The AI Working Group frequently and explicitly stresses the importance of robust federal investments in AI to maintain U.S. leadership in this critical field. The group encourages the executive branch and the Senate Appropriations Committee to assess how to accelerate and augment federal investments in AI, aiming to reach the spending levels proposed by the National Security Commission on Artificial Intelligence (NSCAI). Specifically, the NSCAI recommends at least $32 billion per year for non-defense AI innovation. 

These funds would “strengthen basic and applied research, expand fellowship programs, support research infrastructure, and cover several agencies,” with a focus on supporting research by a proposed National Technology Foundation, the Department of Energy (DOE), the National Science Foundation (NSF), the National Institutes of Health, the National Institute of Standards and Technology (NIST), and the National Aeronautics and Space Administration. This cross-government AI research and development (R&D) effort would also encompass an all-of-government “AI-ready data” initiative and focus on responsible innovation, including fundamental and applied sciences like biotechnology, advanced computing, robotics, and materials science. Additionally, such research should address the transparency, explainability, privacy, interoperability, and security of AI. To get these efforts going sooner than later, the roadmap includes a call for emergency appropriations to make up the difference between current spending levels and the recommended amounts.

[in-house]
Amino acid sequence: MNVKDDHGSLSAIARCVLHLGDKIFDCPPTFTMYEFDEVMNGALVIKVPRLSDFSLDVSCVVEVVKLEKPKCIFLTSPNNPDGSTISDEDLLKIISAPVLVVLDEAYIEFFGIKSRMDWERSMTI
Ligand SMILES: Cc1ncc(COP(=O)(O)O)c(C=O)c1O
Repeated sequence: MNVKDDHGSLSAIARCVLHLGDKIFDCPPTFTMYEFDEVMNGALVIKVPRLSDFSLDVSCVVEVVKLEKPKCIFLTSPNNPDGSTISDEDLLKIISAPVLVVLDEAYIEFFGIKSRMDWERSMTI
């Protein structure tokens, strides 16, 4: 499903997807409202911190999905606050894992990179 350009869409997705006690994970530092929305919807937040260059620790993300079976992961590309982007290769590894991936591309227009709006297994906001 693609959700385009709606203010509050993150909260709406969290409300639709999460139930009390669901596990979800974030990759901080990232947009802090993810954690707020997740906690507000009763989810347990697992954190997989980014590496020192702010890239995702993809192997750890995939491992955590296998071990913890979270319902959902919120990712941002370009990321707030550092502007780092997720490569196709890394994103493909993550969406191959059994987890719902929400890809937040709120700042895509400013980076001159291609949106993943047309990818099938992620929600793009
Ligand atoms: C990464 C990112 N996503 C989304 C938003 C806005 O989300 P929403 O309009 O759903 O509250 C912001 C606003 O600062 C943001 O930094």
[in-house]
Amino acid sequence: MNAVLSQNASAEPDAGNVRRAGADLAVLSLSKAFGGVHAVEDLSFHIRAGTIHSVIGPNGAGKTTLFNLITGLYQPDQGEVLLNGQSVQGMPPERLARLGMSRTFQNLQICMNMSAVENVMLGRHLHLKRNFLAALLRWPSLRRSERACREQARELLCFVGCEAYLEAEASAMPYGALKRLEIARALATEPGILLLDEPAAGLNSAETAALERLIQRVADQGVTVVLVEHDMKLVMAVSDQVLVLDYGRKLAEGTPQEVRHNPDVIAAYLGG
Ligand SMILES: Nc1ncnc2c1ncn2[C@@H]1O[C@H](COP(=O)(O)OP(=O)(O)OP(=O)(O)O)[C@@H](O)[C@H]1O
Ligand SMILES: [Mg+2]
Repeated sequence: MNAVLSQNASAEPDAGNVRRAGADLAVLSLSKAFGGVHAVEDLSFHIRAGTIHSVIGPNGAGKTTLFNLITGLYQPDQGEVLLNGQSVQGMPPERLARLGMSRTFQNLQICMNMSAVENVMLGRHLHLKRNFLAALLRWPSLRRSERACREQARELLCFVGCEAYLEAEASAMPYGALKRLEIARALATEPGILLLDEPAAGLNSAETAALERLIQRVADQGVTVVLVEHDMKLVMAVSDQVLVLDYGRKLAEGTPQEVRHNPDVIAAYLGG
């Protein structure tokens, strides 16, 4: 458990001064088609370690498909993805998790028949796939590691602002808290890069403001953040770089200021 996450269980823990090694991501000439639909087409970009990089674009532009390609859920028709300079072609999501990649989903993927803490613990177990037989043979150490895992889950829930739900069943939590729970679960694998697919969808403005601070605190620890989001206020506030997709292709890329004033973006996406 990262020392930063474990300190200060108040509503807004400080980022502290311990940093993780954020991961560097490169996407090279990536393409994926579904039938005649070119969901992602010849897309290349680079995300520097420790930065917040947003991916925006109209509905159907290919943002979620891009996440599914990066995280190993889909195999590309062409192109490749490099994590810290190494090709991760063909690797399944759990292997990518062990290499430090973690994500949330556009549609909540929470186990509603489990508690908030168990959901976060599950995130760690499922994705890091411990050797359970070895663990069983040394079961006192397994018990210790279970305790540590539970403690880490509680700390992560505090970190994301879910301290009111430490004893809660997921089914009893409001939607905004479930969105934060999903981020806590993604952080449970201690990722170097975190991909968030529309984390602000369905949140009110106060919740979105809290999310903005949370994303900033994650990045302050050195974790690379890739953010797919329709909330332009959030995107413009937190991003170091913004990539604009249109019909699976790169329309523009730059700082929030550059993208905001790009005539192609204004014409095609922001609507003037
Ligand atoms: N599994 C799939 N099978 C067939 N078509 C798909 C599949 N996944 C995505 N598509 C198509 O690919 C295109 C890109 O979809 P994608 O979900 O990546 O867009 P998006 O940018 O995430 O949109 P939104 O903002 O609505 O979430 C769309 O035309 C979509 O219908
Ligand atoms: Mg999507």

The roadmap also highlights the need to fully fund outstanding initiatives from the CHIPS and Science Act, particularly those related to AI. These include the NSF Directorate for Technology, Innovation, and Partnerships, Department of Commerce Regional Technology and Innovation Hubs, DOE National Labs, and NSF Education and Workforce Programs. The group supports funding for semiconductor R&D specific to AI chip design and manufacturing. These investments may go a long way toward establishing American leadership in AI and developing new techniques for domestic semiconductor fabrication. This proposal is of particular importance in light of the Biden administration’s recent decision to raise tariffs on Chinese goods, including semiconductors.